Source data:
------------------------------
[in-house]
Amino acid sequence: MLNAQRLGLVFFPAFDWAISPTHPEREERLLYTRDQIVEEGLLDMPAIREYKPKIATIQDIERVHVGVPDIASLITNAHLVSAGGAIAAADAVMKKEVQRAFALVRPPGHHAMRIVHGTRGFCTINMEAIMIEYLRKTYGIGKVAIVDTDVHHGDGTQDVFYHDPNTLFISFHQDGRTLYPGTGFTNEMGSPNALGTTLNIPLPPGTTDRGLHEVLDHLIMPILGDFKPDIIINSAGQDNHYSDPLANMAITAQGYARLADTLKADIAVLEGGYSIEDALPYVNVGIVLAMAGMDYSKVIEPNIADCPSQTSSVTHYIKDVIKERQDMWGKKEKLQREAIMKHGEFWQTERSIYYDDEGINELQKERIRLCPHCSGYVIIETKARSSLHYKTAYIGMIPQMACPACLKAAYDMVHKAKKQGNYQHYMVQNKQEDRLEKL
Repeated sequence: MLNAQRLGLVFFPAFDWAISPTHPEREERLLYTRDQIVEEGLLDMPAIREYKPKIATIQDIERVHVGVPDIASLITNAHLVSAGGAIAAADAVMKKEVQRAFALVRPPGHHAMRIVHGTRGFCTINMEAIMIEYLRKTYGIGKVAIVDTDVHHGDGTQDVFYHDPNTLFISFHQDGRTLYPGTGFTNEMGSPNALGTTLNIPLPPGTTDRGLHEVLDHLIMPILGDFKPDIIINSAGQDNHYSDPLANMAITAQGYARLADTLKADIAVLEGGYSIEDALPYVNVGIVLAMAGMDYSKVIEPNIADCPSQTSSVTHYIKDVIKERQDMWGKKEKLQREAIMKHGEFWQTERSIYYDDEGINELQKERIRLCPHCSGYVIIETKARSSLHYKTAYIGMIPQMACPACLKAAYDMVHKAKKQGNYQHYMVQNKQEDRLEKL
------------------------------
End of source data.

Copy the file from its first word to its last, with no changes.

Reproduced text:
[in-house]
Amino acid sequence: MLNAQRLGLVFFPAFDWAISPTHPEREERLLYTRDQIVEEGLLDMPAIREYKPKIATIQDIERVHVGVPDIASLITNAHLVSAGGAIAAADAVMKKEVQRAFALVRPPGHHAMRIVHGTRGFCTINMEAIMIEYLRKTYGIGKVAIVDTDVHHGDGTQDVFYHDPNTLFISFHQDGRTLYPGTGFTNEMGSPNALGTTLNIPLPPGTTDRGLHEVLDHLIMPILGDFKPDIIINSAGQDNHYSDPLANMAITAQGYARLADTLKADIAVLEGGYSIEDALPYVNVGIVLAMAGMDYSKVIEPNIADCPSQTSSVTHYIKDVIKERQDMWGKKEKLQREAIMKHGEFWQTERSIYYDDEGINELQKERIRLCPHCSGYVIIETKARSSLHYKTAYIGMIPQMACPACLKAAYDMVHKAKKQGNYQHYMVQNKQEDRLEKL
Repeated sequence: MLNAQRLGLVFFPAFDWAISPTHPEREERLLYTRDQIVEEGLLDMPAIREYKPKIATIQDIERVHVGVPDIASLITNAHLVSAGGAIAAADAVMKKEVQRAFALVRPPGHHAMRIVHGTRGFCTINMEAIMIEYLRKTYGIGKVAIVDTDVHHGDGTQDVFYHDPNTLFISFHQDGRTLYPGTGFTNEMGSPNALGTTLNIPLPPGTTDRGLHEVLDHLIMPILGDFKPDIIINSAGQDNHYSDPLANMAITAQGYARLADTLKADIAVLEGGYSIEDALPYVNVGIVLAMAGMDYSKVIEPNIADCPSQTSSVTHYIKDVIKERQDMWGKKEKLQREAIMKHGEFWQTERSIYYDDEGINELQKERIRLCPHCSGYVIIETKARSSLHYKTAYIGMIPQMACPACLKAAYDMVHKAKKQGNYQHYMVQNKQEDRLEKL